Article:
The Battle To Draw The Battle Lines
Time|September 16, 2019
The Battle To Draw The Battle Lines
State races starting this fall will shape Congress for the next decade
Philip Elliott
JESSICA POST IS STUCK IN TRAFFIC 63 MILES SOUTH of Washington, D.C., when she pulls an iPhone to her ear. “How’s everything going with your family?” she asks a contender for Virginia’s state legislature this fall. “We are all in for your run. I was reading about your opponent the other day. He sounds like a real piece of . . .” Here, she remembers that TIME is tagging along. “Work,” she finishes.

Calls like this consume a lot of Post’s time these days. The 39-year-old president of the Democratic Legislative Campaign Committee (DLCC) is leading an unheralded but critically important campaign to win back state offices for the party after eight years of deep losses during Barack Obama’s presidency. The consequences go far beyond which states may be prevented from joining lawsuits trying to dismantle Obamacare or restrict abortion rights. The candidates who win state legislative races later this year and in 2020 will decide who wields power in Washington for a decade.

Every 10 years, politics rewrites itself, starting with the decennial Census. Legislatures in 31 states use the findings to draw the borders of federal congressional districts. In some, nonpartisan commissions draw the lines clinically. In others, it comes down to who has the Sharpie and the least amount of shame. The map is due to be reset before the 2022 midterm elections, which means lawmakers elected as soon as this year may determine where the congressional battlegrounds will be into the 2030s. “State legislatures are the building blocks of our democracy,” Post tells TIME during a break from candidate calls in the DLCC office five blocks from the White House. “It’s a level of the ballot that’s been forgotten. But state legislators draw the lines, so control of Congress in many ways is decided by rules put together in state legislatures.”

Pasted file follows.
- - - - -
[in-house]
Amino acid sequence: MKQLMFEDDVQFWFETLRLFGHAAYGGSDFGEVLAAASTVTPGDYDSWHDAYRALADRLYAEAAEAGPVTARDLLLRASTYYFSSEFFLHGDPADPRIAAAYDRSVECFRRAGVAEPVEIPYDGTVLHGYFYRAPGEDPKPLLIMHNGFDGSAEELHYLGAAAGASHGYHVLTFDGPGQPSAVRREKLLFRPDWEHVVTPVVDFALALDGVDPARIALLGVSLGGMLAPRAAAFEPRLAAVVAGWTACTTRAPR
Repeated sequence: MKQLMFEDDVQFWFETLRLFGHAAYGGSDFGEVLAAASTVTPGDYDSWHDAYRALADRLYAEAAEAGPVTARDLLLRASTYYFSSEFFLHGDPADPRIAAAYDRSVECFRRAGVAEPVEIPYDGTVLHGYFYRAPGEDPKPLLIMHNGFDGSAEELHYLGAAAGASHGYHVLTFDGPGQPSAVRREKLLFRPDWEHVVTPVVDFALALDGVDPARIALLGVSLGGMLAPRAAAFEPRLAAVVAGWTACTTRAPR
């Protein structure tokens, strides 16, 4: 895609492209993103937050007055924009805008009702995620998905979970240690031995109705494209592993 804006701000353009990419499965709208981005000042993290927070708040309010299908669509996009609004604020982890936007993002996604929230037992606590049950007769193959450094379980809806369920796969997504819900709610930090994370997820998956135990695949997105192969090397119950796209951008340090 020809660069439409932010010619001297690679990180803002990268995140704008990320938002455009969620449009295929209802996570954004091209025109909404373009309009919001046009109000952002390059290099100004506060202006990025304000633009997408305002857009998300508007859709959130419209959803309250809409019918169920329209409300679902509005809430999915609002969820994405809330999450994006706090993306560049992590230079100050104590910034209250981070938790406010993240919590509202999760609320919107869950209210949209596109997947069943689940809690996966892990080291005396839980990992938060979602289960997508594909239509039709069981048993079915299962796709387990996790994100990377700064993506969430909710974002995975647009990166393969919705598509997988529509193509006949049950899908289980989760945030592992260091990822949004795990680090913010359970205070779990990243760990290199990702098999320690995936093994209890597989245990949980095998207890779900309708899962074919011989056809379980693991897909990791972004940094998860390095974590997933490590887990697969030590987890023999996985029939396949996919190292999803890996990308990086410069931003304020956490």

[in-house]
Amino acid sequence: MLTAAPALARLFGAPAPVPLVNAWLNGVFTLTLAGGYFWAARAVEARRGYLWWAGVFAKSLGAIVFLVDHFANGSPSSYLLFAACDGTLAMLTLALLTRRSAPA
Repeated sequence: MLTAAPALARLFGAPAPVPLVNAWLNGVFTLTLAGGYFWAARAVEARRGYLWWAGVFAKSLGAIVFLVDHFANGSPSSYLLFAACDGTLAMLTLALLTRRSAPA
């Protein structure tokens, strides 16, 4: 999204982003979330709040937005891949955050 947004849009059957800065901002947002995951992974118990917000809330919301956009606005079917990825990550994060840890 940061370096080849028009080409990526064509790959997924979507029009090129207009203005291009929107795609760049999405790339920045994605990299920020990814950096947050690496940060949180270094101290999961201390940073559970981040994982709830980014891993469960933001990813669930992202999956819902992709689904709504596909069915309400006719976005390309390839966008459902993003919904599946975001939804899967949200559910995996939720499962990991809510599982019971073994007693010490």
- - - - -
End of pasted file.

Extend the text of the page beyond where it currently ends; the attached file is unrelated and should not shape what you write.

For decades, Democrats have largely overlooked these local offices to their detriment. Terry McAuliffe, a former Virginia governor, remembers arriving at Democratic National Committee (DNC) headquarters to start his job as party chairman in February 2001 and making a troubling discovery: lawmakers in the states were starting to draw new district maps, and no one at the DNC was paying attention.

“Not a thing had been done on redistricting,” McAuliffe recalls. “In the past, I don’t think our party understood the importance of legislative chambers.”

They soon learned. In 2010, the Tea Party wave washed 681 Democrats out of legislative seats right before new battle lines could be drawn, according to data tracked by the National Conference of State Legislatures, giving the GOP the opportunity to cement its advantage in competitive congressional districts. In all, Democrats lost 958 state legislative seats during Obama’s presidency.

Post, a meticulous Missouri native who previously held top roles at Emily’s List and the DLCC, rejoined the group in 2016 with a mandate to reverse the slide. Since then, Democrats have flipped 283 state legislature seats, with a net gain of six chambers. Post has tripled the organization’s staffand quintupled its fundraising target from $10 million to an estimated $50 million for the 2020 cycle.


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September 16, 2019